Liberty’s new boss looks to big boet
Friday was not a stellar debut for David Munro, the new chief of the Donald Gordon-founded insurer Liberty Group. The group's share price fell as much as 7% on the day he delivered his first set of interim results.
Just more than two months into the job, the former head of Standard Bank's corporate and investment bank knows he faces a huge challenge trying to change sentiment on a group that continues to underperform.
Over the past five years Liberty's stock has weakened 5.9% compared with an All Share index that has gained more than 39%. It has underperformed rivals Sanlam and Old Mutual and has lost some of its higher- end customers to them and to Discovery.
An analyst said that the group seemed to hit a roadblock every way it turned.
Munro took control of the 60-year-old insurer at the end of May after the abrupt departure of former CEO Thabo Dloti, following a disagreement with the board over the direction of the company.
As part of his plans to put Liberty on a better trajectory, Munro believes strengthening relations with big brother and controlling shareholder Standard Bank is an important step. The bank owns 53.6% of the insurer.
In an interview with Business Times, Munro said that in the past there might have been a disconnect between the lender and Liberty, but said his more than two decades at Standard Bank did not leave room for the disconnect. "I don't think the room for misunderstanding between me and Standard Bank, therefore Liberty and Standard Bank, really exists anymore," said Munro.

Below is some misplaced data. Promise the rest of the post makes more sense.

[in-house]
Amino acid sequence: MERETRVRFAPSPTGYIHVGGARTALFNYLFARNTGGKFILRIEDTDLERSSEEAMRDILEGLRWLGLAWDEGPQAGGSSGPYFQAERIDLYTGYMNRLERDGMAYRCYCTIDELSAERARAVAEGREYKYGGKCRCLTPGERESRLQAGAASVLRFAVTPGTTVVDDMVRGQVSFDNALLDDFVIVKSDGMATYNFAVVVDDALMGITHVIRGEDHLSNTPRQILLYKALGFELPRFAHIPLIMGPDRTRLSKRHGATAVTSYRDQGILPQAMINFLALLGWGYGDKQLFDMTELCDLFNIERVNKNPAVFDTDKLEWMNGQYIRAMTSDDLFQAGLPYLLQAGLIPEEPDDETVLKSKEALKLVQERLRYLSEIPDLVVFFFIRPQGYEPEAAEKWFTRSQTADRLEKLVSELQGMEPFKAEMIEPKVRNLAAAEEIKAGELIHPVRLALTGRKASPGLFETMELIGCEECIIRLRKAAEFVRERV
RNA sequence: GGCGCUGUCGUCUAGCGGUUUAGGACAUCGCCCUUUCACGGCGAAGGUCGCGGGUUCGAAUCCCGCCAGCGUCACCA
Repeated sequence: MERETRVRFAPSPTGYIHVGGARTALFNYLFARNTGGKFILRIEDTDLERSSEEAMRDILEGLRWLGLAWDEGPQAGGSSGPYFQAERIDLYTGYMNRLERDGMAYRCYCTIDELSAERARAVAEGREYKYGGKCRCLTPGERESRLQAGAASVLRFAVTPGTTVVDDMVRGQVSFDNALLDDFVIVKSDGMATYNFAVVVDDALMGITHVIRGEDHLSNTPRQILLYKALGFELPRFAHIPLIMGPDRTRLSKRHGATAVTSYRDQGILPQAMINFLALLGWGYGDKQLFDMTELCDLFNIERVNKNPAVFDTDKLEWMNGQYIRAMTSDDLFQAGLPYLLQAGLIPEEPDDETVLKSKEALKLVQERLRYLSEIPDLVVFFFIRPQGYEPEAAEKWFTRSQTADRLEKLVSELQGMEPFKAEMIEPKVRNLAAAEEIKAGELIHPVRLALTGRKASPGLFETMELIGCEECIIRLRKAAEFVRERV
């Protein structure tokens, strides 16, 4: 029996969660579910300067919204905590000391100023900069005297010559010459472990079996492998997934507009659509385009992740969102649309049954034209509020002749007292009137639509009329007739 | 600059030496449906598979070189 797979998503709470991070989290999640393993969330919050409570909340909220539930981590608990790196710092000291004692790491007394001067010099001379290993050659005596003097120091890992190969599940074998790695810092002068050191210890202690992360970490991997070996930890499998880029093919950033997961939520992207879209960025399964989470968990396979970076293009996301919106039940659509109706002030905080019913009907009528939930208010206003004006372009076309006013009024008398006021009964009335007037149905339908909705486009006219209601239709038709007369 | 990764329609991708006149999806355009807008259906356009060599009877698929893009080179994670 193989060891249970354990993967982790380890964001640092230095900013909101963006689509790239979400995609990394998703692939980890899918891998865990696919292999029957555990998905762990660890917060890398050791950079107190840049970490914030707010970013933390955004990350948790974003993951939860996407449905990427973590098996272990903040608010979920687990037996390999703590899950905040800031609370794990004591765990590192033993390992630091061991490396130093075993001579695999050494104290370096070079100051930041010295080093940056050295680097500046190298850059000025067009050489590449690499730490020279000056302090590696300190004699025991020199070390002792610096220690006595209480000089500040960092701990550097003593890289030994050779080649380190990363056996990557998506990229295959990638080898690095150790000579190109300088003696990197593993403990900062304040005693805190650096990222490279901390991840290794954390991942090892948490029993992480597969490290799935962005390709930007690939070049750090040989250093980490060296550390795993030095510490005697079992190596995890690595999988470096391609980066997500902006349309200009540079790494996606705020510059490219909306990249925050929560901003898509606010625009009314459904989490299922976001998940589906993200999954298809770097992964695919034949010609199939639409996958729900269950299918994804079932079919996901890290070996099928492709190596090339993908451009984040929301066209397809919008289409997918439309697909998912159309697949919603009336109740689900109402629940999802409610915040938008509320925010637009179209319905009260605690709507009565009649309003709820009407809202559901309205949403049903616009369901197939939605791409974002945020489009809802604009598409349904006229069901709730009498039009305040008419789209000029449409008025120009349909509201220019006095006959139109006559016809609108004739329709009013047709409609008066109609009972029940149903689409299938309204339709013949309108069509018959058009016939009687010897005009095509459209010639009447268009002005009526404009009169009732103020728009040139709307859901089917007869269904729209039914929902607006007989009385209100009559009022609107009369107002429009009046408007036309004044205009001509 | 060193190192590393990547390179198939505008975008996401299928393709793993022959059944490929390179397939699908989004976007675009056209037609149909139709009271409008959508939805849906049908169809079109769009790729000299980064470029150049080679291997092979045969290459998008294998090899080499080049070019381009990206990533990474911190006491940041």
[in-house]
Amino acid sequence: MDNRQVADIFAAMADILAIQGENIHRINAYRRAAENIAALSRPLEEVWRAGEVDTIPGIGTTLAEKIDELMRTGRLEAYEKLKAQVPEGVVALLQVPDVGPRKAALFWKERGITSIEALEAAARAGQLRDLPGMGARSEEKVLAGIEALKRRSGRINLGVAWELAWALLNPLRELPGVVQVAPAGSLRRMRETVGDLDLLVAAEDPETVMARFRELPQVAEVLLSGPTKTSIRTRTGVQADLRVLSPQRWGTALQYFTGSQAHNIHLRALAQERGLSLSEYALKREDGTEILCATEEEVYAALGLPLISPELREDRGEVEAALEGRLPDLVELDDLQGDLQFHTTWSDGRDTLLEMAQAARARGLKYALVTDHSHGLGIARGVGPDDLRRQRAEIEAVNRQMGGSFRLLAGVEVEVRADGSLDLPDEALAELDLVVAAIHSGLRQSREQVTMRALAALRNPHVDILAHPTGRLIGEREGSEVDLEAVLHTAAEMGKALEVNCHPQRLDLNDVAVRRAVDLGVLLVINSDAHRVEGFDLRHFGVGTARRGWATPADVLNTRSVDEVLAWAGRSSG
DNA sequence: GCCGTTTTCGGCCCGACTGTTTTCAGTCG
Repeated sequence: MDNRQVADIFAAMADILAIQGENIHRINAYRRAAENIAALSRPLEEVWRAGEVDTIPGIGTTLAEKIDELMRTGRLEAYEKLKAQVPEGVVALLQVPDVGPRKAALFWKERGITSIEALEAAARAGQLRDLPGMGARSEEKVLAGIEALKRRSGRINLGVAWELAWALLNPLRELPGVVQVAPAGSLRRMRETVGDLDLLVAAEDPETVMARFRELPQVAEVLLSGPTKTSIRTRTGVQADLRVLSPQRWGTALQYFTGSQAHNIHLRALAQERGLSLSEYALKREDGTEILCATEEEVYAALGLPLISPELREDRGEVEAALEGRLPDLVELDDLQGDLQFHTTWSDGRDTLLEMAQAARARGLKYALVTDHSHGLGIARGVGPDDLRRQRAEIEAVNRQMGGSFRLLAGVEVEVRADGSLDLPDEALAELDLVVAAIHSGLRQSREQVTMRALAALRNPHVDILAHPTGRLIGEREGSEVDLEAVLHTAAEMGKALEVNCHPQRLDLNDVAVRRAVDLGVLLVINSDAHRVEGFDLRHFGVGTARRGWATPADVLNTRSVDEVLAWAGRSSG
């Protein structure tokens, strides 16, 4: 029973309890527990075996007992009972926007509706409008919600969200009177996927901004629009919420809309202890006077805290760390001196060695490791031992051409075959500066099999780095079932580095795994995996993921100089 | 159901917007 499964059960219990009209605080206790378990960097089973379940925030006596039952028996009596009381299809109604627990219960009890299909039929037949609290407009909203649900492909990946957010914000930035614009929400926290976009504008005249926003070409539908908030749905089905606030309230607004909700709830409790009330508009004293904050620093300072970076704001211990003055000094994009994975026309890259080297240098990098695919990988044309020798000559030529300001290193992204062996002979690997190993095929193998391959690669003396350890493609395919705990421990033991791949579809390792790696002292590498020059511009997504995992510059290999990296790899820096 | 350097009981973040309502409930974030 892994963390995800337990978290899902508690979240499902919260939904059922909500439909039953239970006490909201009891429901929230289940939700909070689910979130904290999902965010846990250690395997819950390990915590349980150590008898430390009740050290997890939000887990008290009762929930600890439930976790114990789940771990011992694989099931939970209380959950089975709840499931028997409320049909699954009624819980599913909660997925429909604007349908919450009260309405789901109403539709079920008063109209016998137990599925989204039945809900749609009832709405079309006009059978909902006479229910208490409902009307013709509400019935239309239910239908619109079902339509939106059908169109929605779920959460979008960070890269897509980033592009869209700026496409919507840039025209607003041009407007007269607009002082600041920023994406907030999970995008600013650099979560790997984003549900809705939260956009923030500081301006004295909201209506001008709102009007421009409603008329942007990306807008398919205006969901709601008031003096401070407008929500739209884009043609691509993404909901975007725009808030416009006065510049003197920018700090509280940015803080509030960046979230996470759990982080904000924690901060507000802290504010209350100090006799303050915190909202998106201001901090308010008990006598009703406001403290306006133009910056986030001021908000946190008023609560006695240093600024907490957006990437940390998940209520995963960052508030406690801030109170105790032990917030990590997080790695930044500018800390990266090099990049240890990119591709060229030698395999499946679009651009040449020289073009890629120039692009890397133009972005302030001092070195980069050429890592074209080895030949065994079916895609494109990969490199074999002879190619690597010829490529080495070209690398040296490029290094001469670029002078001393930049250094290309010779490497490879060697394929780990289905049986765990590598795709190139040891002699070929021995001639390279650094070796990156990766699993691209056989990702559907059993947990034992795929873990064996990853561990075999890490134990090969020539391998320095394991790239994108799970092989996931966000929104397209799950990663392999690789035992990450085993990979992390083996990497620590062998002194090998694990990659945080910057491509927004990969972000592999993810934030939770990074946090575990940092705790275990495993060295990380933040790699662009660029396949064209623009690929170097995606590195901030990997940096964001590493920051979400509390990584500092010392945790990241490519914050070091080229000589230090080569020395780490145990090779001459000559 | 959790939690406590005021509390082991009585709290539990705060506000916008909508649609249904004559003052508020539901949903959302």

On the relationship with Standard Bank, Munro said more emphasis needed to be placed on "the things that are over real mutual benefit for both groups".
Dloti wasn't a Standard Bank old boy and was brought in from Old Mutual in 2014 to run Liberty.
Karin Richards, an independent technical share trader and market commentator, said Liberty had a captive audience in Standard Bank because a customer looking for a money market account or life insurance could be referred to Liberty by the parent.
She said she never understood why the group was not doing better out of the relationship. Standard Bank has just under 12 million customers in South Africa, compared with 2.5 million for Liberty.
Further affecting Liberty's earnings has been the sluggish performance of the South African economy, which has fallen into a recession - the second in under a decade.
For the six months to the end of June, the insurer reported that new business dropped to R86-million from R257-million compared with the same period last year.
Increasing competition has been another factor that has weighed on the group.
Munro said there was no net growth in his industry, so all the players were fighting for the same pie.
While Dloti's African expansion plans were slated by the market, Munro has made his immediate task the health of the company's South African business.
"The rest of Africa is much less consequential to Liberty in comparison to our South African operation," he said.
Fixing Liberty's financial performance was the quickest way to profitability and that would be delivered out of South Africa, Munro said.
On operations outside South Africa, he said the issue was whether the insurer had the expertise to make the African business profitable. Small businesses, such as the ones it had across the continent, needed a lot of attention.
Richards said it made sense for Liberty to focus on South Africa because most local companies were having trouble on the rest of the continent.
Liberty's shares ended the day more than 6% lower on R105.50, the weakest level since May 11.